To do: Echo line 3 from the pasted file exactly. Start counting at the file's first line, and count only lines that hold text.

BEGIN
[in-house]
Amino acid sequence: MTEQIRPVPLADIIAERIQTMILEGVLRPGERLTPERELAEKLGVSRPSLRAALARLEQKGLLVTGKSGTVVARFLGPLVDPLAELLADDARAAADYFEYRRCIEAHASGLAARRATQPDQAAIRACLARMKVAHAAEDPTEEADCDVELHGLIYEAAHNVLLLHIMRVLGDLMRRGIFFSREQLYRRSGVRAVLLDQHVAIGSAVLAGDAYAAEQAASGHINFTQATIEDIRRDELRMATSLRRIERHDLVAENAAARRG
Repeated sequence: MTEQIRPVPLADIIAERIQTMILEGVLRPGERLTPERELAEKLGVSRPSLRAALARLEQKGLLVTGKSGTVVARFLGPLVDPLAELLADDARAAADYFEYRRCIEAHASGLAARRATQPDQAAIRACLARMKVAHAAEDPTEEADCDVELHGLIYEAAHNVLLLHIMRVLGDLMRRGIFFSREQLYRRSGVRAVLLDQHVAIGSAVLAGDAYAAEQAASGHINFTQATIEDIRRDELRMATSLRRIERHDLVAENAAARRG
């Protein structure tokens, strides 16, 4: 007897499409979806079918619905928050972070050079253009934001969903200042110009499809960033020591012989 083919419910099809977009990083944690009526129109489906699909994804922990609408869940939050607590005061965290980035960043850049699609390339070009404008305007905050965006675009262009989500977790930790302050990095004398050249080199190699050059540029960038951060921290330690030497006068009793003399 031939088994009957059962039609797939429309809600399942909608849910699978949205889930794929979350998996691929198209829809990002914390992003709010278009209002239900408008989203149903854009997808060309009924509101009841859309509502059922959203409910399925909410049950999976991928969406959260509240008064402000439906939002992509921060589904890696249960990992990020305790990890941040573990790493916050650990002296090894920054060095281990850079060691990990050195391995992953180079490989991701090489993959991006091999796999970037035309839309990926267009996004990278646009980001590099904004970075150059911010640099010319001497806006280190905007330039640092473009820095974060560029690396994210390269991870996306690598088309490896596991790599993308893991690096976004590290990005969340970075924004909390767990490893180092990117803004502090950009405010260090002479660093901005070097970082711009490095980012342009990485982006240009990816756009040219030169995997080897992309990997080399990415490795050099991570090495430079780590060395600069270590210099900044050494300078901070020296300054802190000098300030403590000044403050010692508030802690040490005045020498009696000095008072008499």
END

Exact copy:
Repeated sequence: MTEQIRPVPLADIIAERIQTMILEGVLRPGERLTPERELAEKLGVSRPSLRAALARLEQKGLLVTGKSGTVVARFLGPLVDPLAELLADDARAAADYFEYRRCIEAHASGLAARRATQPDQAAIRACLARMKVAHAAEDPTEEADCDVELHGLIYEAAHNVLLLHIMRVLGDLMRRGIFFSREQLYRRSGVRAVLLDQHVAIGSAVLAGDAYAAEQAASGHINFTQATIEDIRRDELRMATSLRRIERHDLVAENAAARRG